2. Late season purple corn

    Growers are reporting reddish-purple plants in their corn fields and sometimes observing that the degree of purpling varies among hybrids. Several factors can cause purpling of corn plant tissues late in the season. As a defense mechanism to protect photosynthesis, a corn will form pigments to help absorb excess light and divert it away from their photosynthetic centers as a form of sunblock. This purple color is from anthocyanins, which can be formed from excess light or from a buildup of sugar (sucrose). In some cases, like in cool bright conditions early in the season, anthocyanins are important because they help the plant tolerate the bright sunlight and get rid of the extra energy it can’t use for photosynthesis. Diverting the excess sunlight protects the photosynthetic mechanism and can reduce the time needed for the plant to recover from excess light stress. In the cases of purpling during grain fill, the pigmentation is likely to occur when plants cannot utilize all the sugars that the plant is producing. Excess sucrose produced by photosynthesis accumulates in the leaf tissue, husk tissue, parts of the stalk, and triggers formation of the reddish-purple pigment anthocyanin. This can occur in some cases because the silk strength is less than what would normally be expected (barren plants and plants with ears removed prematurely, wildlife damage (especially raccoons), etc.). In years with environmental stress - like the drought this year, plants may have smaller than expected ears or few kernels per ear which can result in prominent purple plants. Disruption of the sugar distribution channels by pests like corn borers can occur when they burrow in stalks and ear shanks. This damage results in a buildup of sugars in the leaves and stalks triggering anthocyanin production and the appearance of purple plants. Purpling is also associated with plants producing "beer can” ears. In this case, these stunted ears with limited numbers of kernels cannot use all the sugars being produced by the plants, so sugars accumulate and plants turn purple. Traces of purpling on plants, which appear healthy, with normal ears, also occur. The extent to which plants turn purple is also influenced by hybrid genetics with some hybrids more inclined to purple than others when some stress disrupts the flow of sugar from leaves and stalks during grain fill.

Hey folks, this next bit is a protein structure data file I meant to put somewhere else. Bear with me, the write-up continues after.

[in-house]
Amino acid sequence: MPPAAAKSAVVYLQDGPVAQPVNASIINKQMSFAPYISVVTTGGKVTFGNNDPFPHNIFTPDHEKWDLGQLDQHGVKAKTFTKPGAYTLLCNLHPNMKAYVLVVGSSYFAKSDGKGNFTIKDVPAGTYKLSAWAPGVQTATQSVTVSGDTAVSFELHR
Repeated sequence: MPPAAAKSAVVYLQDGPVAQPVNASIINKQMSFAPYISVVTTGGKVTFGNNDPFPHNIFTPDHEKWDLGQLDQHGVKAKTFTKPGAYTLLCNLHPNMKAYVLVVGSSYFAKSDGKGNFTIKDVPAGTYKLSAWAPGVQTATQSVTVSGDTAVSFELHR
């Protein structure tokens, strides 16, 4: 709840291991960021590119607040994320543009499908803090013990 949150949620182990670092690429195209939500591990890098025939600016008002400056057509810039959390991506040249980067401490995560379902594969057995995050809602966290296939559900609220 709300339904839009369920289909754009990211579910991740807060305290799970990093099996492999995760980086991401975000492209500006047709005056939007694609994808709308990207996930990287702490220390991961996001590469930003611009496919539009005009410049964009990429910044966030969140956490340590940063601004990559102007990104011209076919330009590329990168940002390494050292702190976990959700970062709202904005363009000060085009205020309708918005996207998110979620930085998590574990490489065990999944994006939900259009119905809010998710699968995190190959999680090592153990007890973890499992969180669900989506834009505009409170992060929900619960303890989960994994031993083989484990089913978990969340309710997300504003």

3. Late season diseases are making their appearance

    Author(s): Anne Dorrance